Schools and Pupils in the U.S.S.R.
Russian Socialist Federal Soviet
White Russian S.S.R.
Total over the whole of the U.S.S.R.
In the Ukraine a number of small badly constructed schools were
closed and the pupils found places in the larger schools.
The number of elementary schools in the U.S.S.R. and the children
attending them has increased from 64,078 with 4,657,890 pupils in 1923
to 67,473 schools with 4,950,147 children. These figures do not include the
Transcaucasian Republics, but they include all other parts of the U.S.S.R.
On the other hand, both the number of children in pre-school institutions
(kindergartens, &c.) and those of the children's homes have decreased
during this period, but since the end of 1924 their number has again
Factory nurseries are dealt with in the chapter on " Women in
For defective children there are special homes, as there are also for
orphan children. We visited a number of the latter, in most cases when
our visit was not expected, and we almost invariably found that the
premises were clean, the children though poorly dressed, looked well fed,
and the relation between children and teachers seemed very happy and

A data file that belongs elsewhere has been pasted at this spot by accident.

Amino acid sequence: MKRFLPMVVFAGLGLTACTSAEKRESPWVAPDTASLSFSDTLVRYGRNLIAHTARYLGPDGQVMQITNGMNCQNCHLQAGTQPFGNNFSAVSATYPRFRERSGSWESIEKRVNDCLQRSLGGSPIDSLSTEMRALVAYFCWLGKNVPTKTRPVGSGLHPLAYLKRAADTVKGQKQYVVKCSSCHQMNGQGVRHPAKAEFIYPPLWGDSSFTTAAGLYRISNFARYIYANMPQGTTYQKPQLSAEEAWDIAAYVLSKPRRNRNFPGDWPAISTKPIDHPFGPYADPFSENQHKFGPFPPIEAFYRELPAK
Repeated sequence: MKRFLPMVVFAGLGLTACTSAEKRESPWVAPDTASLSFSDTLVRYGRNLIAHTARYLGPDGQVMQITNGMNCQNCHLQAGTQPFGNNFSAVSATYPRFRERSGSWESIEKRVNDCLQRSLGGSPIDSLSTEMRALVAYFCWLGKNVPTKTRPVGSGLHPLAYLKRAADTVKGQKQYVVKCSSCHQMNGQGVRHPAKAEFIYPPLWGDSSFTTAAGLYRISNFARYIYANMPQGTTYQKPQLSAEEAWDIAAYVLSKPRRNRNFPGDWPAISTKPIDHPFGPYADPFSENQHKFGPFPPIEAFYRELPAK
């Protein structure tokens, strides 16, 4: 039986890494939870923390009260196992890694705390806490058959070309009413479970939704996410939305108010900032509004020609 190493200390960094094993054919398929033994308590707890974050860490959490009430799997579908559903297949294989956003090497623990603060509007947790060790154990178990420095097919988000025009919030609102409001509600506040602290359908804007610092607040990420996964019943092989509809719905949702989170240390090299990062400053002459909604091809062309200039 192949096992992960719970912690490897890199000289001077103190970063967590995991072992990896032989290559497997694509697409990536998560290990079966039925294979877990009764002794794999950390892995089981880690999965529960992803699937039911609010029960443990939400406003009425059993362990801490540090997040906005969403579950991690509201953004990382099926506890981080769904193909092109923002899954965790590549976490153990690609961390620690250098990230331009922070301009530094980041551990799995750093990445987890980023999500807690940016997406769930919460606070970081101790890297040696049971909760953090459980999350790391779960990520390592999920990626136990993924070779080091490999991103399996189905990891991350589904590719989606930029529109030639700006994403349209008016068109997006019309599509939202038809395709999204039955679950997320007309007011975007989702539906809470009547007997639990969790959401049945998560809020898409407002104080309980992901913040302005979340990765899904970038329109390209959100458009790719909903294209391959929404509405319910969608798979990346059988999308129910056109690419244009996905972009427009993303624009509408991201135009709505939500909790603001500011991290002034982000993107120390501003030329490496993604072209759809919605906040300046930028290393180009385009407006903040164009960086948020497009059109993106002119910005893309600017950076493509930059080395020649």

natural. Some of the samples of children's work, including handicraft,
written work, drawings, &c, was remarkably good. At these homes, as
at all the day schools and even kindergartens and creches, the education
and whole atmosphere is frankly working class and socialist. Every
school and every children's home has its Lenin corner, where the children
are taught to take an interest in " Uncle Lenin's " works and writings.
" To love study, and to be kind and helpful to one's fellow workers,"
they are told in mottos on the wall, " is to obey Uncle Lenin's commands,
and is the proper way of showing love for him."
On January 1, 1924, there were 4,605 children's homes housing 317,854
children in the U.S.S.R., excluding the Transcaucasian Republic.
Institutions for Homeless and Criminal Children
Receiving Stations.—Are institutions dealing with homeless children,
where immediate help is rendered to children needing it. Here they
remain until a permanent home is found for them. These stations are
separate for boys and girls.
Observation and Distributing Centres.—Deal with defective and